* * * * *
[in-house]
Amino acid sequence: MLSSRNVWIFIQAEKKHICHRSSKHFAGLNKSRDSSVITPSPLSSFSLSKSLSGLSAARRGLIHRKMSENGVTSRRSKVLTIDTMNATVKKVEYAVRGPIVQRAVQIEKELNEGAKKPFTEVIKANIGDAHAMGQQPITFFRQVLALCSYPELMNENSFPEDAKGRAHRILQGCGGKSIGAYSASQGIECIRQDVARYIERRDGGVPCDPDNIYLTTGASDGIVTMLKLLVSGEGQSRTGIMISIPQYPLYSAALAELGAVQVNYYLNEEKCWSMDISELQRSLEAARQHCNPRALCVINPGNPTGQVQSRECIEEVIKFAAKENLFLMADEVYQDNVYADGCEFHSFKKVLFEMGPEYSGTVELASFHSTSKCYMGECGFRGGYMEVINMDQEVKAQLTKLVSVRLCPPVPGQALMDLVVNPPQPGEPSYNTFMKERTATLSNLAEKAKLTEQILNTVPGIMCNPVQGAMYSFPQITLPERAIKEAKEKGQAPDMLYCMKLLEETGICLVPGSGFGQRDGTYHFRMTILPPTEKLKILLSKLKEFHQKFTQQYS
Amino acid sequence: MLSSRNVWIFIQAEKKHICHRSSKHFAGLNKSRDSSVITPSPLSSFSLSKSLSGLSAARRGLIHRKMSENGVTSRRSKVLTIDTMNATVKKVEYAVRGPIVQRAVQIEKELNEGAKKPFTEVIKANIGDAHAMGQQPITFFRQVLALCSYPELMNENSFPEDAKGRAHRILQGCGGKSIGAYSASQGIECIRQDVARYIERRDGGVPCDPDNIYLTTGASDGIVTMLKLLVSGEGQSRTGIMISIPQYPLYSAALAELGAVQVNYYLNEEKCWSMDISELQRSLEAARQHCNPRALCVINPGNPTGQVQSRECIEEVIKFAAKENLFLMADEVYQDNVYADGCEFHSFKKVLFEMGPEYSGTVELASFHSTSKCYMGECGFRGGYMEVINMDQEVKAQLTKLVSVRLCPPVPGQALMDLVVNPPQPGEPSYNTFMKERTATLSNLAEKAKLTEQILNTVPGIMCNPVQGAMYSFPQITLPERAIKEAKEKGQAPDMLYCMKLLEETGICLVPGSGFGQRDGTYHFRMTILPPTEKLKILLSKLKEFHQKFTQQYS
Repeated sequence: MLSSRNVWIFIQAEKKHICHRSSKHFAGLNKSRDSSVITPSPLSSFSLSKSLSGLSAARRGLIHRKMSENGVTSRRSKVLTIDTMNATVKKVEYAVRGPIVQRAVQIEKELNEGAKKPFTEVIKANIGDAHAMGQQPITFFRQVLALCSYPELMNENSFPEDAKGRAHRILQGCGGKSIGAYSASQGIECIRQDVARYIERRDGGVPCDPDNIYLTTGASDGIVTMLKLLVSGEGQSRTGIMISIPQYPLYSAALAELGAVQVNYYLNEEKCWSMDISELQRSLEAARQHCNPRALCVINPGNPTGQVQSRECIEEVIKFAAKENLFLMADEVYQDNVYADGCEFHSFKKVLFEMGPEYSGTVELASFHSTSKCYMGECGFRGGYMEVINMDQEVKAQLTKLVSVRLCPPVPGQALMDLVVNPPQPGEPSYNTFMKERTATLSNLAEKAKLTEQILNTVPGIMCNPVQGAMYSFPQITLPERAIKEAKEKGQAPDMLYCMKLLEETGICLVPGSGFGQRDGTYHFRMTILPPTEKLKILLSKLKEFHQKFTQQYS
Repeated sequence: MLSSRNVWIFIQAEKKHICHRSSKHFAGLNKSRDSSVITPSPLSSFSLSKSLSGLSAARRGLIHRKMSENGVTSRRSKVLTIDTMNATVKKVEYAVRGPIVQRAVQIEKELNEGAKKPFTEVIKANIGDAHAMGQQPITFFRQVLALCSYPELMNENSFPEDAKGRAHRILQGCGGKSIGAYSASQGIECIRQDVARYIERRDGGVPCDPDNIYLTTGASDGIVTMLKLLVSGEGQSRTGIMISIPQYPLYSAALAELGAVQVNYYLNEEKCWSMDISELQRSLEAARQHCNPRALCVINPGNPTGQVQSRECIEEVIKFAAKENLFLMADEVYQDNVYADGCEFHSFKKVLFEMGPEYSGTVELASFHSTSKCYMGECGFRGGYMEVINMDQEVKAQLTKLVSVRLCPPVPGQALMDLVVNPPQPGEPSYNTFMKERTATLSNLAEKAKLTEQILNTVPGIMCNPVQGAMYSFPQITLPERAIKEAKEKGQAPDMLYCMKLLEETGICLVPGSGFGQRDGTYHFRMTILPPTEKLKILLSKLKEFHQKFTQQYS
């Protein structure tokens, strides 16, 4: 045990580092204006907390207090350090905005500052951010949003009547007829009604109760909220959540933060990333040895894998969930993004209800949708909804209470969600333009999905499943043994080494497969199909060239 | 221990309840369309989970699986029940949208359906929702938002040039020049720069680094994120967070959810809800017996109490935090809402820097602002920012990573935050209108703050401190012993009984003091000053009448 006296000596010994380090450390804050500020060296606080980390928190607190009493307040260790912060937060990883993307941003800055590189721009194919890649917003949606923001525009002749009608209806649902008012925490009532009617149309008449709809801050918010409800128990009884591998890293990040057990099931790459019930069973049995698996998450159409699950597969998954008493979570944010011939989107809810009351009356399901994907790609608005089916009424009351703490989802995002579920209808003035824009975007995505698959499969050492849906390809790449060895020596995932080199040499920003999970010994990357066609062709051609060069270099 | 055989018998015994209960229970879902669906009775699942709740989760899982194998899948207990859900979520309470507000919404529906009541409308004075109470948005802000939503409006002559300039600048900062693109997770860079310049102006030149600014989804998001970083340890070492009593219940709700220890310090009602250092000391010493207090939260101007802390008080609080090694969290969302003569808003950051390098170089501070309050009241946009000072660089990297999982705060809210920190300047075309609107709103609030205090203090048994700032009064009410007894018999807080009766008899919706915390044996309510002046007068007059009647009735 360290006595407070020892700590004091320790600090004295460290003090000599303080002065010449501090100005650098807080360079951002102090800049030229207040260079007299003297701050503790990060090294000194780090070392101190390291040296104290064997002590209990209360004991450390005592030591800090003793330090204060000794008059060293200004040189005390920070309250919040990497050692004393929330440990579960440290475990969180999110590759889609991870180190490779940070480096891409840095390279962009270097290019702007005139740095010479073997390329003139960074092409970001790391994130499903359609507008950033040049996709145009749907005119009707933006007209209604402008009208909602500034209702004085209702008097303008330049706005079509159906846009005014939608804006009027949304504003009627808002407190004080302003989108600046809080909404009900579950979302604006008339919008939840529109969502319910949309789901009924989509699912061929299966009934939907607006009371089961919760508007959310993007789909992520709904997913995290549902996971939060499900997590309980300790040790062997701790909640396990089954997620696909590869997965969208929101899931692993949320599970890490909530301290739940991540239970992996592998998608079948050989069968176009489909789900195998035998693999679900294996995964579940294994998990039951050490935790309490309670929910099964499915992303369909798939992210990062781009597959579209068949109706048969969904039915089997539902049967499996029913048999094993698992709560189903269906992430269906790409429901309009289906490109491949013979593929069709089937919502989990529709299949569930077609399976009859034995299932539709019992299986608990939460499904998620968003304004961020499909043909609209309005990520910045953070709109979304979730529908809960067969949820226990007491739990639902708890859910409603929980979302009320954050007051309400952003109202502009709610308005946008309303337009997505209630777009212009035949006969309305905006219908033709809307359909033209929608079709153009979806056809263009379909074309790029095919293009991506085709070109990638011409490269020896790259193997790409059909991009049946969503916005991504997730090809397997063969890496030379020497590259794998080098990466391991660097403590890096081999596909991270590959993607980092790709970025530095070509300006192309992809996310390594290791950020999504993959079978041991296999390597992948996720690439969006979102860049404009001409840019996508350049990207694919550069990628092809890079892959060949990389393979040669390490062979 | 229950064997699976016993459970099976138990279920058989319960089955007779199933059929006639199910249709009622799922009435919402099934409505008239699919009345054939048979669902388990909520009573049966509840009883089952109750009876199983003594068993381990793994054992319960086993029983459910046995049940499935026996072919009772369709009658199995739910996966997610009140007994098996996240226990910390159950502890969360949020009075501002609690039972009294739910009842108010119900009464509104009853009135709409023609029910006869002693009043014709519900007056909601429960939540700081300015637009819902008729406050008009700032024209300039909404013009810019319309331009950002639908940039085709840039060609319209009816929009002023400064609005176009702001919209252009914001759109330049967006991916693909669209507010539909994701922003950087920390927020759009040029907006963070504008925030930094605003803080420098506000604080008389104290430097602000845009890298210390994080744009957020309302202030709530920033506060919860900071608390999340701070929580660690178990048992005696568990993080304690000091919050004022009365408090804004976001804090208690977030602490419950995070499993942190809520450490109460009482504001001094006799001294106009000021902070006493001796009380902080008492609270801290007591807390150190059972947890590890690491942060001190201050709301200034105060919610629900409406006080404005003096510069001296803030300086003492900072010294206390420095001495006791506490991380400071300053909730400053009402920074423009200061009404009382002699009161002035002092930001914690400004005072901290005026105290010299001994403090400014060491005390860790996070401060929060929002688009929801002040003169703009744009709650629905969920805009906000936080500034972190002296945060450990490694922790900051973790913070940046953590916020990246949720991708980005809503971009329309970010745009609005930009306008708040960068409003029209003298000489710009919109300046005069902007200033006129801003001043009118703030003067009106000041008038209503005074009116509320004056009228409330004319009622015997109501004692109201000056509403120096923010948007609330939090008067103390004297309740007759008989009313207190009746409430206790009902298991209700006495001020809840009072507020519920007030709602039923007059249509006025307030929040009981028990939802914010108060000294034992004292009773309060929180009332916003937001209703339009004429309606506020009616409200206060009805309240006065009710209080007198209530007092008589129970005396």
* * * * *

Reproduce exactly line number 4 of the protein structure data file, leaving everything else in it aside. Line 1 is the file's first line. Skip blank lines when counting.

Repeated sequence: MLSSRNVWIFIQAEKKHICHRSSKHFAGLNKSRDSSVITPSPLSSFSLSKSLSGLSAARRGLIHRKMSENGVTSRRSKVLTIDTMNATVKKVEYAVRGPIVQRAVQIEKELNEGAKKPFTEVIKANIGDAHAMGQQPITFFRQVLALCSYPELMNENSFPEDAKGRAHRILQGCGGKSIGAYSASQGIECIRQDVARYIERRDGGVPCDPDNIYLTTGASDGIVTMLKLLVSGEGQSRTGIMISIPQYPLYSAALAELGAVQVNYYLNEEKCWSMDISELQRSLEAARQHCNPRALCVINPGNPTGQVQSRECIEEVIKFAAKENLFLMADEVYQDNVYADGCEFHSFKKVLFEMGPEYSGTVELASFHSTSKCYMGECGFRGGYMEVINMDQEVKAQLTKLVSVRLCPPVPGQALMDLVVNPPQPGEPSYNTFMKERTATLSNLAEKAKLTEQILNTVPGIMCNPVQGAMYSFPQITLPERAIKEAKEKGQAPDMLYCMKLLEETGICLVPGSGFGQRDGTYHFRMTILPPTEKLKILLSKLKEFHQKFTQQYS